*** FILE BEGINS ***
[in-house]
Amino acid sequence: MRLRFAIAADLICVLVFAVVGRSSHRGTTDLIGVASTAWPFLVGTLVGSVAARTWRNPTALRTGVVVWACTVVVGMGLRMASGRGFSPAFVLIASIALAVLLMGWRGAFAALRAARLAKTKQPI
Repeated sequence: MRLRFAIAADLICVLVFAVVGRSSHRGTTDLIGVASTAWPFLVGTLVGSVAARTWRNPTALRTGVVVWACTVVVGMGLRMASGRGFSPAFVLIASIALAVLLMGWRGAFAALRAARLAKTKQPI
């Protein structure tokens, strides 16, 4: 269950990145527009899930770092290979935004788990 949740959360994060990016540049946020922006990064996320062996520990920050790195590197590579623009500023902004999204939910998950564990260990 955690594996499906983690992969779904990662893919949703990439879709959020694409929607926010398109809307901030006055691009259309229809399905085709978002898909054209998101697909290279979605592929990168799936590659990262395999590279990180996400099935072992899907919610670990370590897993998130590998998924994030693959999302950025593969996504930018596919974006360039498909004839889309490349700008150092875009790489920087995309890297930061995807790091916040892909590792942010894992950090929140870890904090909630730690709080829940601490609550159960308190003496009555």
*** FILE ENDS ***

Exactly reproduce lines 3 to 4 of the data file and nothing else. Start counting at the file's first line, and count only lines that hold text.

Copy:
Repeated sequence: MRLRFAIAADLICVLVFAVVGRSSHRGTTDLIGVASTAWPFLVGTLVGSVAARTWRNPTALRTGVVVWACTVVVGMGLRMASGRGFSPAFVLIASIALAVLLMGWRGAFAALRAARLAKTKQPI
């Protein structure tokens, strides 16, 4: 269950990145527009899930770092290979935004788990 949740959360994060990016540049946020922006990064996320062996520990920050790195590197590579623009500023902004999204939910998950564990260990 955690594996499906983690992969779904990662893919949703990439879709959020694409929607926010398109809307901030006055691009259309229809399905085709978002898909054209998101697909290279979605592929990168799936590659990262395999590279990180996400099935072992899907919610670990370590897993998130590998998924994030693959999302950025593969996504930018596919974006360039498909004839889309490349700008150092875009790489920087995309890297930061995807790091916040892909590792942010894992950090929140870890904090909630730690709080829940601490609550159960308190003496009555």